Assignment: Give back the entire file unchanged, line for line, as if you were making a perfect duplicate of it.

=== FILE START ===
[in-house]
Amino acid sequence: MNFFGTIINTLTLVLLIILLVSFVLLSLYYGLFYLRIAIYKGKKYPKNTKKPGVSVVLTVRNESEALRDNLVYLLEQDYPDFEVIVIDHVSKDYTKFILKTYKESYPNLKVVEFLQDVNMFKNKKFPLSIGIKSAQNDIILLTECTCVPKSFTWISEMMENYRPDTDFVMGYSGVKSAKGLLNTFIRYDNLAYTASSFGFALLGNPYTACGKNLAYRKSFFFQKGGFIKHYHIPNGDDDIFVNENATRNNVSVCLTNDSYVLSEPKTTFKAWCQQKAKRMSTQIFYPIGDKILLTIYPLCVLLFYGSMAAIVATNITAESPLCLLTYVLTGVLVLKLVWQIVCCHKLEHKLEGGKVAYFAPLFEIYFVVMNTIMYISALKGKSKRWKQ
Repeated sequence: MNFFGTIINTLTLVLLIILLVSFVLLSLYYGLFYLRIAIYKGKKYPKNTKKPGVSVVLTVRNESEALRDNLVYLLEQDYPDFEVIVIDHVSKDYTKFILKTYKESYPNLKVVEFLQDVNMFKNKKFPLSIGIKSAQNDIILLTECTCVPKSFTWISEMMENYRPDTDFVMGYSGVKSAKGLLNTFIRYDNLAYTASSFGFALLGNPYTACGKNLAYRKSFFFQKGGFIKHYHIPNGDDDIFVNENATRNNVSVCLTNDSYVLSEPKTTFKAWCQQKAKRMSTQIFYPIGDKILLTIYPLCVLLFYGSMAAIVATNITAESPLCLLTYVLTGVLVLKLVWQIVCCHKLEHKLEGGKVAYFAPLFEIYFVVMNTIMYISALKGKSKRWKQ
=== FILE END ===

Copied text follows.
[in-house]
Amino acid sequence: MNFFGTIINTLTLVLLIILLVSFVLLSLYYGLFYLRIAIYKGKKYPKNTKKPGVSVVLTVRNESEALRDNLVYLLEQDYPDFEVIVIDHVSKDYTKFILKTYKESYPNLKVVEFLQDVNMFKNKKFPLSIGIKSAQNDIILLTECTCVPKSFTWISEMMENYRPDTDFVMGYSGVKSAKGLLNTFIRYDNLAYTASSFGFALLGNPYTACGKNLAYRKSFFFQKGGFIKHYHIPNGDDDIFVNENATRNNVSVCLTNDSYVLSEPKTTFKAWCQQKAKRMSTQIFYPIGDKILLTIYPLCVLLFYGSMAAIVATNITAESPLCLLTYVLTGVLVLKLVWQIVCCHKLEHKLEGGKVAYFAPLFEIYFVVMNTIMYISALKGKSKRWKQ
Repeated sequence: MNFFGTIINTLTLVLLIILLVSFVLLSLYYGLFYLRIAIYKGKKYPKNTKKPGVSVVLTVRNESEALRDNLVYLLEQDYPDFEVIVIDHVSKDYTKFILKTYKESYPNLKVVEFLQDVNMFKNKKFPLSIGIKSAQNDIILLTECTCVPKSFTWISEMMENYRPDTDFVMGYSGVKSAKGLLNTFIRYDNLAYTASSFGFALLGNPYTACGKNLAYRKSFFFQKGGFIKHYHIPNGDDDIFVNENATRNNVSVCLTNDSYVLSEPKTTFKAWCQQKAKRMSTQIFYPIGDKILLTIYPLCVLLFYGSMAAIVATNITAESPLCLLTYVLTGVLVLKLVWQIVCCHKLEHKLEGGKVAYFAPLFEIYFVVMNTIMYISALKGKSKRWKQ